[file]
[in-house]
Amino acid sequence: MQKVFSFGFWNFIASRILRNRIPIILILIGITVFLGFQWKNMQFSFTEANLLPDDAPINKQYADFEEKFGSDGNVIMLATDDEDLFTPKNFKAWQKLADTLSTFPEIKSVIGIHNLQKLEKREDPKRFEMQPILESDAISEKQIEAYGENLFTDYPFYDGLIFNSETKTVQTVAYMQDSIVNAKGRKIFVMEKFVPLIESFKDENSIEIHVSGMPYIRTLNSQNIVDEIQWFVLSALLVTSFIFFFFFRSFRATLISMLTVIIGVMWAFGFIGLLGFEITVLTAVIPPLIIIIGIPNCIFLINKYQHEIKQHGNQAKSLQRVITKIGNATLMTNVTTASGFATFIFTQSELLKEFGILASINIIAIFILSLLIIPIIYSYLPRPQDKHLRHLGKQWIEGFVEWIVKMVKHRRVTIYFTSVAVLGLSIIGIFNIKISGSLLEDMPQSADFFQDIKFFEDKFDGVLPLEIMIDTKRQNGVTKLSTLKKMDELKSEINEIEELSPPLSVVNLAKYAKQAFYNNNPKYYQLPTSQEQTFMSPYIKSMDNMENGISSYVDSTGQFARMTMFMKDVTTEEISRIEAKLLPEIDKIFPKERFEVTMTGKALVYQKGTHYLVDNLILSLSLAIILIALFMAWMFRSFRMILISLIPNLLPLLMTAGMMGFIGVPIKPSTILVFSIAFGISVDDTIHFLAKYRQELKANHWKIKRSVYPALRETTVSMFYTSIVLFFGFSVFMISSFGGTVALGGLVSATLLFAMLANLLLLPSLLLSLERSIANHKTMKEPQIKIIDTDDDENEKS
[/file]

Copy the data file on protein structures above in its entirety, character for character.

[in-house]
Amino acid sequence: MQKVFSFGFWNFIASRILRNRIPIILILIGITVFLGFQWKNMQFSFTEANLLPDDAPINKQYADFEEKFGSDGNVIMLATDDEDLFTPKNFKAWQKLADTLSTFPEIKSVIGIHNLQKLEKREDPKRFEMQPILESDAISEKQIEAYGENLFTDYPFYDGLIFNSETKTVQTVAYMQDSIVNAKGRKIFVMEKFVPLIESFKDENSIEIHVSGMPYIRTLNSQNIVDEIQWFVLSALLVTSFIFFFFFRSFRATLISMLTVIIGVMWAFGFIGLLGFEITVLTAVIPPLIIIIGIPNCIFLINKYQHEIKQHGNQAKSLQRVITKIGNATLMTNVTTASGFATFIFTQSELLKEFGILASINIIAIFILSLLIIPIIYSYLPRPQDKHLRHLGKQWIEGFVEWIVKMVKHRRVTIYFTSVAVLGLSIIGIFNIKISGSLLEDMPQSADFFQDIKFFEDKFDGVLPLEIMIDTKRQNGVTKLSTLKKMDELKSEINEIEELSPPLSVVNLAKYAKQAFYNNNPKYYQLPTSQEQTFMSPYIKSMDNMENGISSYVDSTGQFARMTMFMKDVTTEEISRIEAKLLPEIDKIFPKERFEVTMTGKALVYQKGTHYLVDNLILSLSLAIILIALFMAWMFRSFRMILISLIPNLLPLLMTAGMMGFIGVPIKPSTILVFSIAFGISVDDTIHFLAKYRQELKANHWKIKRSVYPALRETTVSMFYTSIVLFFGFSVFMISSFGGTVALGGLVSATLLFAMLANLLLLPSLLLSLERSIANHKTMKEPQIKIIDTDDDENEKS